Some Big Things That Keep A Physician Awake At Night …

The essence of Torah: “Do unto others as you would have them do unto you.” Rabbi Hillel explains that “all the rest is merely clarification.”  Hence, moral actions assume primacy in important human endeavors such as the practice of medicine. Agency, discernment, caring and healing relationships—those are elemental to “medicine befitting free men” (Plato, the Laws, ca. 350 BCE).

And the wisdom of a West Texas cotton farmer covers most of the rest: “I invest in people and land, because that which God creates appreciates, and that which man creates depreciates.” See what follows about engineering, monetization, and rhetoric of control; there are consequences when transactions (exchanges) replace or subordinate medical relationships.

The importance of a child’s developing brain to the future of the world cannot be overstated. The child’s brain is the perfect example of and laboratory for a complex adaptive system. From it will emerge the two determinants dominating the future of mankind: 1) healthy brains, which 2) can think. From these two fonts will pour innovation, productivity, and demand freeing humans to craft a humane society through caring and healing.  It will never be free of risk and fear, but it will be more fulfilling. No greater good exists than getting this right.

A funny thing happened on my journey as a physician… healthcare. Forty years ago, the word did not exist, nor did its assumptions, metaphors, and conceits. It assumes disorder and chaos can be controlled, that variation is bad, and that experts can take charge of and fix all of that. In my fewest possible words: “Tell it to the disease; tell it to that patient.” Then ask yourself: What is the intellectual discipline of healthcare? Healthology? Does it function like an ecosystem or a social construction? What is its core competence? Transaction management or consolidation (deal making)? Did anyone ever go to Provider School? How about Stakeholder School (and what is the nature of the “stake” they hold)? Who and what gives these words their power? Or has it been assumed…? Is anyone concerned that ecosystems have predators and parasites as well as symbiots? Is anyone asking if and how the conceits and complicated mechanics of command and control are helpful? Do they ever work in complex adaptive systems? Do they almost always cause more harm than good, if only because they amplify entropy? What is really going on here, and why? One answer: healthcare concerns itself almost exclusively with structure and process for gain, because it never seems to influence outcomes (i.e., actual medical ones).  Another: “Healing is an art, medicine is a profession, and healthcare is a business.”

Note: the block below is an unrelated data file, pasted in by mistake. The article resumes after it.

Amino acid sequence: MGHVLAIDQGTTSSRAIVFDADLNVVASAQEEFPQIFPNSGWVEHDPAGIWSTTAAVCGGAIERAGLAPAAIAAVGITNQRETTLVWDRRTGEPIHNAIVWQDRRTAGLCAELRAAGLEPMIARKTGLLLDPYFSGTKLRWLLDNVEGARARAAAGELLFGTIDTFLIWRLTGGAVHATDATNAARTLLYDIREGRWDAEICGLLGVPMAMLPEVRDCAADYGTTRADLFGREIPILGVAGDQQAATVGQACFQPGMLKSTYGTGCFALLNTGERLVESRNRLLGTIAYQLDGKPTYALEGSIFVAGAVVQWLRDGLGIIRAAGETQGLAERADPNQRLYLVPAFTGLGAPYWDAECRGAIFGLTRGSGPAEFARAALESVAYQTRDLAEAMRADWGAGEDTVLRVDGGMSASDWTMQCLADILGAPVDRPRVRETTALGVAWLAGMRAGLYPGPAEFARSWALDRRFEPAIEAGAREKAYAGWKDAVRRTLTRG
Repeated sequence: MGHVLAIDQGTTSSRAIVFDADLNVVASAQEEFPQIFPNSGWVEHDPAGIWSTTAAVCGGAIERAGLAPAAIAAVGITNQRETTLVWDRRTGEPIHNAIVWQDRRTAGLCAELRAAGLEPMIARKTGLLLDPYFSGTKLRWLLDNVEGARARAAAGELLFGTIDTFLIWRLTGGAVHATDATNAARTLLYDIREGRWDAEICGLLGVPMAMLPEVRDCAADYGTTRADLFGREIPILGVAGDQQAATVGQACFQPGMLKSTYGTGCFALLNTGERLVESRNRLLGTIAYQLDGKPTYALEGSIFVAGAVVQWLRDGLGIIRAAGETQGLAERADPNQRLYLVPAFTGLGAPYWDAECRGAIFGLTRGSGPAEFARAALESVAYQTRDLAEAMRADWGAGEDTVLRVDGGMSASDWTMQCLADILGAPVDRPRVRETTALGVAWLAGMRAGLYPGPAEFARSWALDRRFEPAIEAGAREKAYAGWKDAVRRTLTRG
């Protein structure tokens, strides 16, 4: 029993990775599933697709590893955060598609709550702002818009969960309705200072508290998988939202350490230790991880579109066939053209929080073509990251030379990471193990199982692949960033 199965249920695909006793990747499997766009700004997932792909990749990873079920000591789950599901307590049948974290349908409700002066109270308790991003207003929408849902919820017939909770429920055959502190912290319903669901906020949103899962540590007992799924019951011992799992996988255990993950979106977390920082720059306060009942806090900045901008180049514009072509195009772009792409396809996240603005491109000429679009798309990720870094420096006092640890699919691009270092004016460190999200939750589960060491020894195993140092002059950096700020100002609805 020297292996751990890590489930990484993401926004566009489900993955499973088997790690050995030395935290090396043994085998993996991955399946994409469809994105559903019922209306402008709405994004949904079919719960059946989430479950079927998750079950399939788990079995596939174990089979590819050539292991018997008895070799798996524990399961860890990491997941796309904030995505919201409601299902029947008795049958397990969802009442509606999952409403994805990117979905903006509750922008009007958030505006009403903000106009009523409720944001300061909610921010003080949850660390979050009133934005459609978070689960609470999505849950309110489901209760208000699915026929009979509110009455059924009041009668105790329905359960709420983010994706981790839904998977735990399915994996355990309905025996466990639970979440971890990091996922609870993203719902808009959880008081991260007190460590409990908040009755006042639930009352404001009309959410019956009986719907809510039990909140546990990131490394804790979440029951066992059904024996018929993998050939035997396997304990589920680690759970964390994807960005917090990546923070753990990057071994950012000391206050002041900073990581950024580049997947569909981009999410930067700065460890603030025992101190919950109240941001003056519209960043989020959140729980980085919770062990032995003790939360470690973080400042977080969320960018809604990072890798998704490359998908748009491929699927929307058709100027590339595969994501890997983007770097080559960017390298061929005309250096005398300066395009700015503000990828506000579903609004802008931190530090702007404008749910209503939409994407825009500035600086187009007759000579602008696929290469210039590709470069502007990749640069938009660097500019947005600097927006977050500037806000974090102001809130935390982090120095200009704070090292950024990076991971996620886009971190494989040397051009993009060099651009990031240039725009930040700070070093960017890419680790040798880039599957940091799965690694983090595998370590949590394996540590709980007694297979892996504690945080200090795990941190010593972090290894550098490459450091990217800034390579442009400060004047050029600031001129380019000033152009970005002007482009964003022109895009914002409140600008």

In the past 50 years, there have been major culture shifts in America, from: opportunity to entitlement; liberty to security; individual responsibility to institutional rights; virtue to protocol; productivity to distribution; relationships to transactions; competence to conformity; message to medium; and good to fair. So, American citizen, consider John F. Kennedy’s phrase from his inaugural address, January 20, 1961: “Ask not what your country can do for you, ask what you can do for your country” Now ask yourself how are we doing in American “healthcare” some fifty years later?

Why does quality in healthcare resemble an industrial plan? Why are “science” and “results” presented like Kabuki theatre? Why do we not insist on ‘Metrics of the Moment”, including narrative (the actual experience of being ill, chronicled by the person)? Other than family and physician who can help guide, who else’s opinion has relevance? Somebody needed to create a Medical Model for Quality… and somebody did.  Now some others need to field test it for some important medical conditions… and somebody wants to do just that… for children.